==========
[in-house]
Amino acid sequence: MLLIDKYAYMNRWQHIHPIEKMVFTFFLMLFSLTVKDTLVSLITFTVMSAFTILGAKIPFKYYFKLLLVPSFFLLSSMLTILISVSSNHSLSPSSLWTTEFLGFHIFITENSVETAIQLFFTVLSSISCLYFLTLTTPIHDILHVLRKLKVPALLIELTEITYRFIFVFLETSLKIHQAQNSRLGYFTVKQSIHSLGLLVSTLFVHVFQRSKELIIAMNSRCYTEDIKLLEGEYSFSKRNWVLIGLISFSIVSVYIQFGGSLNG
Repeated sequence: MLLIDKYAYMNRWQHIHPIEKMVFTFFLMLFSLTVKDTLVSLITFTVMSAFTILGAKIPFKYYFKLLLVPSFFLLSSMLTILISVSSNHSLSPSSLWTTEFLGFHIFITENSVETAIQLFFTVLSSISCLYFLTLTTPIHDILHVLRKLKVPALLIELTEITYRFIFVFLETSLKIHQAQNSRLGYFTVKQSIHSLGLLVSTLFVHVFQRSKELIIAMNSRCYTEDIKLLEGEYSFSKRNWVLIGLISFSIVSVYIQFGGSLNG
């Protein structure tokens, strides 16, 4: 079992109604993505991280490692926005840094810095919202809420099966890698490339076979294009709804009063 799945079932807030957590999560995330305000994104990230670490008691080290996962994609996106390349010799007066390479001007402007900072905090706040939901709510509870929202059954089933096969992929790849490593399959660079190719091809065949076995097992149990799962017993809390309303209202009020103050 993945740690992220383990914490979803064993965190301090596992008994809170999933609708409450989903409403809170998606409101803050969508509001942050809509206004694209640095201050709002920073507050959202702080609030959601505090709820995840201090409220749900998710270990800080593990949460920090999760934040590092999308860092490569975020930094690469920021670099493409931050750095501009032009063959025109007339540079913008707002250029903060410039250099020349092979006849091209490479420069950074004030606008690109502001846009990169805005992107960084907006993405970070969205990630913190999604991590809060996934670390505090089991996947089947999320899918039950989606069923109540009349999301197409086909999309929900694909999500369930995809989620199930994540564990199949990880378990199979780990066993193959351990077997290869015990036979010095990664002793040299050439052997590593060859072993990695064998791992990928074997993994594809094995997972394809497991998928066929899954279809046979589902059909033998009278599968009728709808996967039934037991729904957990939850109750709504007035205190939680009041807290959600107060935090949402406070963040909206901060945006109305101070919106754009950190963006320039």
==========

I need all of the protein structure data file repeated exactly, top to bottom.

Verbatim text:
[in-house]
Amino acid sequence: MLLIDKYAYMNRWQHIHPIEKMVFTFFLMLFSLTVKDTLVSLITFTVMSAFTILGAKIPFKYYFKLLLVPSFFLLSSMLTILISVSSNHSLSPSSLWTTEFLGFHIFITENSVETAIQLFFTVLSSISCLYFLTLTTPIHDILHVLRKLKVPALLIELTEITYRFIFVFLETSLKIHQAQNSRLGYFTVKQSIHSLGLLVSTLFVHVFQRSKELIIAMNSRCYTEDIKLLEGEYSFSKRNWVLIGLISFSIVSVYIQFGGSLNG
Repeated sequence: MLLIDKYAYMNRWQHIHPIEKMVFTFFLMLFSLTVKDTLVSLITFTVMSAFTILGAKIPFKYYFKLLLVPSFFLLSSMLTILISVSSNHSLSPSSLWTTEFLGFHIFITENSVETAIQLFFTVLSSISCLYFLTLTTPIHDILHVLRKLKVPALLIELTEITYRFIFVFLETSLKIHQAQNSRLGYFTVKQSIHSLGLLVSTLFVHVFQRSKELIIAMNSRCYTEDIKLLEGEYSFSKRNWVLIGLISFSIVSVYIQFGGSLNG
């Protein structure tokens, strides 16, 4: 079992109604993505991280490692926005840094810095919202809420099966890698490339076979294009709804009063 799945079932807030957590999560995330305000994104990230670490008691080290996962994609996106390349010799007066390479001007402007900072905090706040939901709510509870929202059954089933096969992929790849490593399959660079190719091809065949076995097992149990799962017993809390309303209202009020103050 993945740690992220383990914490979803064993965190301090596992008994809170999933609708409450989903409403809170998606409101803050969508509001942050809509206004694209640095201050709002920073507050959202702080609030959601505090709820995840201090409220749900998710270990800080593990949460920090999760934040590092999308860092490569975020930094690469920021670099493409931050750095501009032009063959025109007339540079913008707002250029903060410039250099020349092979006849091209490479420069950074004030606008690109502001846009990169805005992107960084907006993405970070969205990630913190999604991590809060996934670390505090089991996947089947999320899918039950989606069923109540009349999301197409086909999309929900694909999500369930995809989620199930994540564990199949990880378990199979780990066993193959351990077997290869015990036979010095990664002793040299050439052997590593060859072993990695064998791992990928074997993994594809094995997972394809497991998928066929899954279809046979589902059909033998009278599968009728709808996967039934037991729904957990939850109750709504007035205190939680009041807290959600107060935090949402406070963040909206901060945006109305101070919106754009950190963006320039």